return {'url': url}, 201


## Error Handling¶

The default way errors are handled by the RequestParser is to abort on the first error that occurred. This can be beneficial when you have arguments that might take some time to process. However, often it is nice to have the errors bundled together and sent back to the client all at once. This behavior can be specified either at the Flask application level or on the specific RequestParser instance. To invoke a RequestParser with the bundling errors option, pass in the argument bundle_errors. For example

from flask_restplus import reqparse

parser = reqparse.RequestParser(bundle_errors=True)

# If a request comes in not containing both 'foo' and 'bar', the error that
# will come back will look something like this.

{
"message":  {
"foo": "foo error message",
"bar": "bar error message"
}
}

# The default behavior would only return the first error

parser = RequestParser()

{
"message":  {
"foo": "foo error message"
}
}


The application configuration key is “BUNDLE_ERRORS”. For example

from flask import Flask

app.config['BUNDLE_ERRORS'] = True


Warning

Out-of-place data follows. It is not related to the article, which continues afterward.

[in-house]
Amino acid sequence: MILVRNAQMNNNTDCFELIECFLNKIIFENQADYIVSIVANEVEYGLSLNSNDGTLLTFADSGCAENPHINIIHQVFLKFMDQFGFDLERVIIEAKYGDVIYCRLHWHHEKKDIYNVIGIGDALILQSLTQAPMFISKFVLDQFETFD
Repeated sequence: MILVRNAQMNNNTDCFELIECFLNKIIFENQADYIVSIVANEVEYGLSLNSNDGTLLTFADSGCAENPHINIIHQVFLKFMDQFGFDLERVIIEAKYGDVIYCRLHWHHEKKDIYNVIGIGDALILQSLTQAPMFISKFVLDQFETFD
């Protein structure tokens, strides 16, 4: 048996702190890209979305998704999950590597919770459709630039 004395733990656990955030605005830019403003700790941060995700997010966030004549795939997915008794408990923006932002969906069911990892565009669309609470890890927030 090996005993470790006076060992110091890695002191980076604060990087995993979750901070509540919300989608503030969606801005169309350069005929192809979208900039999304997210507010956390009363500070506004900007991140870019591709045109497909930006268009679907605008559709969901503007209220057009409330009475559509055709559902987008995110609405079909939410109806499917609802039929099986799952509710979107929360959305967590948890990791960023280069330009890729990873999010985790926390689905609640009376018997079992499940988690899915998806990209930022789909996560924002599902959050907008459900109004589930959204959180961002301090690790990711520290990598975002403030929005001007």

BUNDLE_ERRORS is a global setting that overrides the bundle_errors option in individual RequestParser instances.

## Error Messages¶

Error messages for each field may be customized using the help parameter to Argument (and also RequestParser.add_argument).

If no help parameter is provided, the error message for the field will be the string representation of the type error itself. If help is provided, then the error message will be the value of help.

help may include an interpolation token, {error_msg}, that will be replaced with the string representation of the type error. This allows the message to be customized while preserving the original error:

from flask_restplus import reqparse

parser = reqparse.RequestParser()
# If a request comes in with a value of "three" for foo: